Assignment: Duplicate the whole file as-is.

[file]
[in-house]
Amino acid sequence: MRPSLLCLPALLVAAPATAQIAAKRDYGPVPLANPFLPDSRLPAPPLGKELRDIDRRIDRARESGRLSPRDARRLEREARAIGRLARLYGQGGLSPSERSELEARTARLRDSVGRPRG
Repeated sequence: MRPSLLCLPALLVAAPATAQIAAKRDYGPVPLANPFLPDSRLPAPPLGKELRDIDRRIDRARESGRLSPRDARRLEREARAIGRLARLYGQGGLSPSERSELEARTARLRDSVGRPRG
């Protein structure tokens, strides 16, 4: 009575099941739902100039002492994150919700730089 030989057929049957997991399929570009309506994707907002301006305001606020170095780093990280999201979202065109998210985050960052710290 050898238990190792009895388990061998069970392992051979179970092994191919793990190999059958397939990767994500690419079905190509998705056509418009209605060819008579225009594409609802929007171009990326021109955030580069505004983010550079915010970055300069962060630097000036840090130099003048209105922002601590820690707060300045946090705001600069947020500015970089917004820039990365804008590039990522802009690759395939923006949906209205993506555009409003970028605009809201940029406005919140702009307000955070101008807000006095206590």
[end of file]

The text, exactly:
[in-house]
Amino acid sequence: MRPSLLCLPALLVAAPATAQIAAKRDYGPVPLANPFLPDSRLPAPPLGKELRDIDRRIDRARESGRLSPRDARRLEREARAIGRLARLYGQGGLSPSERSELEARTARLRDSVGRPRG
Repeated sequence: MRPSLLCLPALLVAAPATAQIAAKRDYGPVPLANPFLPDSRLPAPPLGKELRDIDRRIDRARESGRLSPRDARRLEREARAIGRLARLYGQGGLSPSERSELEARTARLRDSVGRPRG
């Protein structure tokens, strides 16, 4: 009575099941739902100039002492994150919700730089 030989057929049957997991399929570009309506994707907002301006305001606020170095780093990280999201979202065109998210985050960052710290 050898238990190792009895388990061998069970392992051979179970092994191919793990190999059958397939990767994500690419079905190509998705056509418009209605060819008579225009594409609802929007171009990326021109955030580069505004983010550079915010970055300069962060630097000036840090130099003048209105922002601590820690707060300045946090705001600069947020500015970089917004820039990365804008590039990522802009690759395939923006949906209205993506555009409003970028605009809201940029406005919140702009307000955070101008807000006095206590």